Council Approves Changes to Human Rights Commission, and Other Boards

By Adam Swift

The City Council approved several revisions to the ordinances governing city boards and commissions at its meeting on Monday night.

Chief among the changes is one that does away with the ability for the Human Rights Commission to act as a mediating board in the city.

“These ordinance updates were submitted to the council just over six weeks ago, and since then, I have appeared before this body explaining some of the general reasons for these revisions,” said Claire Inzerillo, the city’s policy analyst and writer. “To sum it up in two words, I would say consistency and efficiency were the main goals here.”

Some of the changes to the Human Rights Commission included providing a membership range, to make it consistent with other city boards and commissions, and adjusting the term dates and quorum requirements.

“The big chunk that was changed was the mediation power,” said Inzerillo. “Our Human Rights Commission in Revere has no judicial authority, this comes from adopting Massachusetts General Law Chapter 233, Section 8. Big cities like Boston or L.A. have this sort of power, Revere does not.”

She said the new language removed the judicial authority that was vested in the original language for the Human Rights Commission.

“We don’t have the manpower or the training available to address alleged human rights violations,” said Inzerillo. “This we leave to law enforcement, and we also have the Massachusetts Commission Against Discrimination that exists for this purpose. The policy before you now reflects the advocacy and educational work being done by the Human Rights Commission with regards to completely voluntary educational events and awareness days.”

Ward 6 Councillor Richard Serino said he was pleased with the revisions that were being made to the operation of the Human Rights Commission.

“The Human Rights Commission, in my opinion, should not be a judicial body,” said Serino.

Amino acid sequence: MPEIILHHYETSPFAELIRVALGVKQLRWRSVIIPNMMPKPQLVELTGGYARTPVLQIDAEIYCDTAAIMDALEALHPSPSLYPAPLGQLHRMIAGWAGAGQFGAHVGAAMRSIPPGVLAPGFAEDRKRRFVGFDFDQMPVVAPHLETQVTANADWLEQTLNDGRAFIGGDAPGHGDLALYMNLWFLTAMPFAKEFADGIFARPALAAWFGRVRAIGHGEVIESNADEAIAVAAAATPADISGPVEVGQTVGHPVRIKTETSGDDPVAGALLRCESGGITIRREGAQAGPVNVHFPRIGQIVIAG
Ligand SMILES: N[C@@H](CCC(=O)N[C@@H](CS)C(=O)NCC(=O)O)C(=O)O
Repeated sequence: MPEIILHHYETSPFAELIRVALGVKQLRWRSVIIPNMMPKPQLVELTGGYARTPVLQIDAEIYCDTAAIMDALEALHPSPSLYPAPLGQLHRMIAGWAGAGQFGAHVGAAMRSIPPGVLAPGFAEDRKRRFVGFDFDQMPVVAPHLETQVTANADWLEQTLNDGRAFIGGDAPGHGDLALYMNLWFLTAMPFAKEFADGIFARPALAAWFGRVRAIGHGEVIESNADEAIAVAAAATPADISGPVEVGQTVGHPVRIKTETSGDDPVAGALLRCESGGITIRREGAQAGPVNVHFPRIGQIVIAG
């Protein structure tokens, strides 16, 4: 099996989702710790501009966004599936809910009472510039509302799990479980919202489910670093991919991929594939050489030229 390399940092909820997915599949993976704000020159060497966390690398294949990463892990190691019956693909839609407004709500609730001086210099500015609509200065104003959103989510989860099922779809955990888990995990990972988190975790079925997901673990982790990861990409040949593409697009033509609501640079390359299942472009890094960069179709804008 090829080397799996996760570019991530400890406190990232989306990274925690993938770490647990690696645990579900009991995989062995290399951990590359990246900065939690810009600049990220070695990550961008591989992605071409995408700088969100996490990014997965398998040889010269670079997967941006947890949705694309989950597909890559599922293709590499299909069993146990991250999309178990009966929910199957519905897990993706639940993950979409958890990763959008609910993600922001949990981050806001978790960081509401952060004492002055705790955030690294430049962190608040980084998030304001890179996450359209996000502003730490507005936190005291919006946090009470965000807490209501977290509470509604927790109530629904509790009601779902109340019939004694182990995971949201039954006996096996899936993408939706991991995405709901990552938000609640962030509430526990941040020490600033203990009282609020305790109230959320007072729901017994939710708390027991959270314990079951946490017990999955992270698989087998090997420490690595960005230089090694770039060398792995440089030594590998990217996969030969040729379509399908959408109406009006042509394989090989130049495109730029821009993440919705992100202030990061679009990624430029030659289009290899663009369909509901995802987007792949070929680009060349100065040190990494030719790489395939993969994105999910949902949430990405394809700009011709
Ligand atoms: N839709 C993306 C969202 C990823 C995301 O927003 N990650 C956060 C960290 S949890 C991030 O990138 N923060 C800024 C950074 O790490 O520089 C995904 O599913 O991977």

If there is a discrimination issue with a resident, Serino said the executive director of the Human Rights Commission should privately discuss the proper legal avenues to have it addressed.

“The Human Rights Commission should be, as Mayor (Brian) Arrigo explained to me originally when he asked for my support of it in 2020, that is should be a city board that plans and promotes diversity and hosts flag raisings for Pride Month or commemorates Black History Month or Women’s History Month,” said Serino. “I personally, as a city councillor, was really troubled when the Revere History Museum, which is a very well-respected, nonprofit organization in this city, was brought before this Human Rights Commission two years ago. Essentially, the Human Rights Commission had to entertain an anonymous complaint that the history museum, there was racism or whatever it was or was not.

“It really upset me that these volunteers who work very hard in that Revere History Museum to make something so special for our community had to be brought through that for a board or commission that quite frankly didn’t have that authority in my opinion to do that.”

Changes to the policies for other boards and commissions were more minor in nature. The Affordable Housing Board of Trustees will now allow for the chair to be rotated among members. There were some changes to the language regarding the responsibilities of the Board of Health, and there was a change in the membership count for the Council on Elder Affairs and the Board of Library Trustees. The Public Art Commission also saw some minor language changes and an update to its membership numbers. “As the city’s policy writer and analyst, it is my job to mitigate legal risk to the city to the greatest extent possible,” said Inzerillo. “Our ordinances are the backbone of our legal structure and our everyday operations, therefore we need consistency and updated language across the board.”

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